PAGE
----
The following guidelines have been considered in designing this website:
- Style sheets have been used to control layout and presentation as much as possible.
- The site uses 'relative' text sizes, which means that users can easily change the text size in their browser. (The default setting for the site in Internet Explorer is 'Medium'.)
- "Skip navigation" feature allows users with screen reading software to skip reading the navigation bar on every page and go directly to the content of the page.
- The site allows users to access some pages from anywhere within the site by using the appropriate access key.
- The site contains a site map.
- No images are animated.
Using your keyboard and mouse
This section details how to navigate a web page using just the keyboard, and explains how special shortcuts known as 'access keys' can make keyboard navigation easier.
Tabbing around a web page using the keyboard
Using the keyboard to browse the web can be a useful alternative to using the mouse to navigate a page.
Pressing the 'Tab' key while on a web page will select the next link on the page. You can press 'Tab' repeatedly to get to the chosen link. The selected link is indicated by the dotted border around it.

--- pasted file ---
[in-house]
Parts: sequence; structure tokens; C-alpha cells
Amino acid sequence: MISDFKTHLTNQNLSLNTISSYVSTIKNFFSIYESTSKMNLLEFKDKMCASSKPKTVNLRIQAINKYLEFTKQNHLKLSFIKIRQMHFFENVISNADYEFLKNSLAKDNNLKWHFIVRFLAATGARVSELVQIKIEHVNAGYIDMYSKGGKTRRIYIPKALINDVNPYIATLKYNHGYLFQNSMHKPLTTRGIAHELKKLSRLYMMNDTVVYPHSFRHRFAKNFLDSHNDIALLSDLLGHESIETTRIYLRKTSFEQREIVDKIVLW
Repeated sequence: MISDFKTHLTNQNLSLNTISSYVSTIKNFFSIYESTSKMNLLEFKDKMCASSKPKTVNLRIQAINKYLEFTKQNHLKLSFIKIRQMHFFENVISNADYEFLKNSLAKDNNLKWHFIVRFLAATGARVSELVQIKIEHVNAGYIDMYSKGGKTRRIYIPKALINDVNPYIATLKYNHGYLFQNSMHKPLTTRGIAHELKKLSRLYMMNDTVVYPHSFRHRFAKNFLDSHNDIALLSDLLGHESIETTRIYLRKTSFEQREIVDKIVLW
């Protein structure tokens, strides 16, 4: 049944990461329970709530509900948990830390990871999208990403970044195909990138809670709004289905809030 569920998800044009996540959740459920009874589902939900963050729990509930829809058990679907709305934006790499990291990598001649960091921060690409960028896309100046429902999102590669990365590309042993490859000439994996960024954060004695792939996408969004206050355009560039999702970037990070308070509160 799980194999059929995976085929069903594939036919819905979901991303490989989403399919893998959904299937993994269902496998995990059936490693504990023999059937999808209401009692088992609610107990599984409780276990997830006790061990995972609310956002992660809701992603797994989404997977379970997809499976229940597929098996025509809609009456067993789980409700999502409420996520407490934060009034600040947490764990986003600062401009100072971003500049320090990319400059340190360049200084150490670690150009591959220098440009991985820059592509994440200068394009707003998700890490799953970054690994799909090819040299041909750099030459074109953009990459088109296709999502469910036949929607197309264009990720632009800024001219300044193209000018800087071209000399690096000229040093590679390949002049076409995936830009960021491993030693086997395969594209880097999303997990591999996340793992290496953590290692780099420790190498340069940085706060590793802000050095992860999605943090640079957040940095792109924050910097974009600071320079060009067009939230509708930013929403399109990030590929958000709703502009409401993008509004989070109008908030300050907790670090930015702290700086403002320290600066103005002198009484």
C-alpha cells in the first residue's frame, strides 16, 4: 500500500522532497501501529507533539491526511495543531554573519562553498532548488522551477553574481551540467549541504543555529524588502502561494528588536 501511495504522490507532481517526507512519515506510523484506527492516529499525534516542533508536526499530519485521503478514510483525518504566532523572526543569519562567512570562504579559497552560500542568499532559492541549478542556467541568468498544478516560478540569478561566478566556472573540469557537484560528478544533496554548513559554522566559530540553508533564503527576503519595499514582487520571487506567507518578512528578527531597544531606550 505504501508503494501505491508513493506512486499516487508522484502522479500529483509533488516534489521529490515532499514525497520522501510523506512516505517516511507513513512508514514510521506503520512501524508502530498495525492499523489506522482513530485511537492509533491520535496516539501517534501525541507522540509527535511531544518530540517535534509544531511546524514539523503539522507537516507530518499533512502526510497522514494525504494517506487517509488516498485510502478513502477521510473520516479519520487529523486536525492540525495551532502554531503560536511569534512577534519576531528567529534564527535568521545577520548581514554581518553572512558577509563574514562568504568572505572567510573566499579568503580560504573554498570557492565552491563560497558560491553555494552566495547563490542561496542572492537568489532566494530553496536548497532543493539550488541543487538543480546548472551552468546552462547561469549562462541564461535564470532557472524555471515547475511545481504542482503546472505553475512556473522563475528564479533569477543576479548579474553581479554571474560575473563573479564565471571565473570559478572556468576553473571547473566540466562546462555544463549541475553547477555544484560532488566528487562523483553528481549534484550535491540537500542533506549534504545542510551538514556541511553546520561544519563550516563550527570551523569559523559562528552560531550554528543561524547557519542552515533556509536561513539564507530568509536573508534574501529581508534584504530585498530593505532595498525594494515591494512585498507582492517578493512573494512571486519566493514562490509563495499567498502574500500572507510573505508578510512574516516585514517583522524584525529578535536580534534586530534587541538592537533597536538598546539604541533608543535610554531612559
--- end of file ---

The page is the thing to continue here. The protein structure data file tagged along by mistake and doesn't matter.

Once your chosen link is selected, you can trigger it by pressing the 'Enter' key on your keyboard. You can move backwards through links by pressing 'Shift' and 'Tab' together.
Using access keys to navigate a website
Access keys are essentially keyboard shortcuts on a website that give a keyboard or screen-reader user quick and easy access to all the main areas of the site.
Depending on the user's browser software, access keys are usually pressed in combination with other keys such as ALT (on Windows) or CTRL (on Mac) followed by 'Return'. Please note that your browser may or may not support access keys. Please consult your browser documentation for further details.
Windows accessibility information
Information about accessibility and the Windows XP operating system
Information about accessibility and the Windows Vista operating system
Universal Access - Information about accessibility and the Mac OS X operating system
JAWS is a screen reader for Windows. A time-limited, downloadable demo is available
The National Disability Authority
AHEAD, the Association for Higher Education Access and Disability
This website is meant for you. We welcome all suggestions to further improve the site and make it more usable and accessible. Please send your comments to firstname.lastname@example.org